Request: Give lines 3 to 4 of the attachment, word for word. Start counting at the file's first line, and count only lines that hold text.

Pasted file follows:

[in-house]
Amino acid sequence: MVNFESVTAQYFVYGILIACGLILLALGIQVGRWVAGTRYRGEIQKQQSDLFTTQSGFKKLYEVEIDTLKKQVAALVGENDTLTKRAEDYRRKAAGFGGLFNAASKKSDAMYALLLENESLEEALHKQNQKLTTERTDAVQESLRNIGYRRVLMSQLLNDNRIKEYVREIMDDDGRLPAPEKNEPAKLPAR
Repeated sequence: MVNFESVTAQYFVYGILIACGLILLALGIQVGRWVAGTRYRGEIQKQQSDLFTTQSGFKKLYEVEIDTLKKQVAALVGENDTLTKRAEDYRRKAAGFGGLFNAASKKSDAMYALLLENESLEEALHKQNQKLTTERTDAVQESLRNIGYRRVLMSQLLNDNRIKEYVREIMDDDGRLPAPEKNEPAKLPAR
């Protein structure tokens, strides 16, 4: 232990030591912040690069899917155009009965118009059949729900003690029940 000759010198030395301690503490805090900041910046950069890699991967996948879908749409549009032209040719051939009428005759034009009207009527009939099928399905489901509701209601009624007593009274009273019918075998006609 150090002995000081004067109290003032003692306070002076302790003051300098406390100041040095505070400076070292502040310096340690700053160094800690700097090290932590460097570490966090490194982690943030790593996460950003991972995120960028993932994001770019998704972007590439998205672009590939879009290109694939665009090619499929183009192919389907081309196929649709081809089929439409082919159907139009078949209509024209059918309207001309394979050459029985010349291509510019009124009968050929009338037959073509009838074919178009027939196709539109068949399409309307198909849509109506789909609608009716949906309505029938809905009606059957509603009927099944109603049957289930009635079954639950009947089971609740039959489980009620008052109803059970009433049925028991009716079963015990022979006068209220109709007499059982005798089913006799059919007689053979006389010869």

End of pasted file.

Repeated sequence: MVNFESVTAQYFVYGILIACGLILLALGIQVGRWVAGTRYRGEIQKQQSDLFTTQSGFKKLYEVEIDTLKKQVAALVGENDTLTKRAEDYRRKAAGFGGLFNAASKKSDAMYALLLENESLEEALHKQNQKLTTERTDAVQESLRNIGYRRVLMSQLLNDNRIKEYVREIMDDDGRLPAPEKNEPAKLPAR
């Protein structure tokens, strides 16, 4: 232990030591912040690069899917155009009965118009059949729900003690029940 000759010198030395301690503490805090900041910046950069890699991967996948879908749409549009032209040719051939009428005759034009009207009527009939099928399905489901509701209601009624007593009274009273019918075998006609 150090002995000081004067109290003032003692306070002076302790003051300098406390100041040095505070400076070292502040310096340690700053160094800690700097090290932590460097570490966090490194982690943030790593996460950003991972995120960028993932994001770019998704972007590439998205672009590939879009290109694939665009090619499929183009192919389907081309196929649709081809089929439409082919159907139009078949209509024209059918309207001309394979050459029985010349291509510019009124009968050929009338037959073509009838074919178009027939196709539109068949399409309307198909849509109506789909609608009716949906309505029938809905009606059957509603009927099944109603049957289930009635079954639950009947089971609740039959489980009620008052109803059970009433049925028991009716079963015990022979006068209220109709007499059982005798089913006799059919007689053979006389010869």